Trust me. I made a CD-subwoofer with homemade voice coils and everything. It was a disaster! I still have all the parts...

The only use I can think of for making your own woofer is doing something extremely esoteric in design--perhaps something with a HUGE moving mass and lots of excursion, with a very high-power amp and a voice coil made of maybe 24guage wire--this would give nice very low frequency reproduction.

You might try making your own tweeters or midranges first. Definitely go with the self-assembling design to begin with. It makes things lots easier. Having to deal with hanging suspensions (surrounds and spiders) takes a lot of practice.

Seriously though. Buy some drivers and build a box for them. Don't think of it too seriously, and don't spend too much on them; think about making this project, and then making your next project better because of what you've learned from this one. Make sense?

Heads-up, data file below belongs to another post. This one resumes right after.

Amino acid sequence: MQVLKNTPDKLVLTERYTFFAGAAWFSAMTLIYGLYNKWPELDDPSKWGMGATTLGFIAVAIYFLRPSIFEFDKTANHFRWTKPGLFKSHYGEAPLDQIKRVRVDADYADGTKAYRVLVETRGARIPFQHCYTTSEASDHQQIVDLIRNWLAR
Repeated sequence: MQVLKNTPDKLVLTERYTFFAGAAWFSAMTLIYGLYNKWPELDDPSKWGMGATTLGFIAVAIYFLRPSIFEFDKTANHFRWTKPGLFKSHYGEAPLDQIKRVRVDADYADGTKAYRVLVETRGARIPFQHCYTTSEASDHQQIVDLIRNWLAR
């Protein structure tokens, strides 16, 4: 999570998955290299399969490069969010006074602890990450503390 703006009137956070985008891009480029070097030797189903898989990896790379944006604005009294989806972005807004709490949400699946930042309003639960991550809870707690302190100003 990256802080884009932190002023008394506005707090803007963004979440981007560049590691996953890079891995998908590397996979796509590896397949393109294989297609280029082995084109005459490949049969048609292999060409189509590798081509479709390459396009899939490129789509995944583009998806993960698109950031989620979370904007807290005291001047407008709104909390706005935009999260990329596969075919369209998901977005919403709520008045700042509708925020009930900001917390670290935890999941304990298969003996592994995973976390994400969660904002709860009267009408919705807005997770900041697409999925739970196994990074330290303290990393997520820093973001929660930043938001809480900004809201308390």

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Old 26th March 2003, 11:02 PM   #3
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Hi UncleJessie

Dickason makes it sound so easy, doesn't he!

In reality, because he is a well known designer, all his prototypes will be built to his specs by driver manufacturers to high tolerances and on specialist machinery.

A DIYer is unlikely to get the same results, or be able to buy the different components to construct their own drivers. Homemade components are unlikely to have the same specs, and the tolerances required for assembly and manufacture difficult in the extreme.

Not to put a total downer on your ideas, it is possible, but it could prove very expensive and frustrating to get a reasonable end result.
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Old 27th March 2003, 12:14 AM   #4
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Default Some clarification

I just want to clarify that I'm not attempting to manufacture a magnet, spider, basket, etc.. However, maybe I could make a voice coil?

A previous post suggested that it might be easier to build a tweeter than a woofer. Is this the general consensus? If so, why?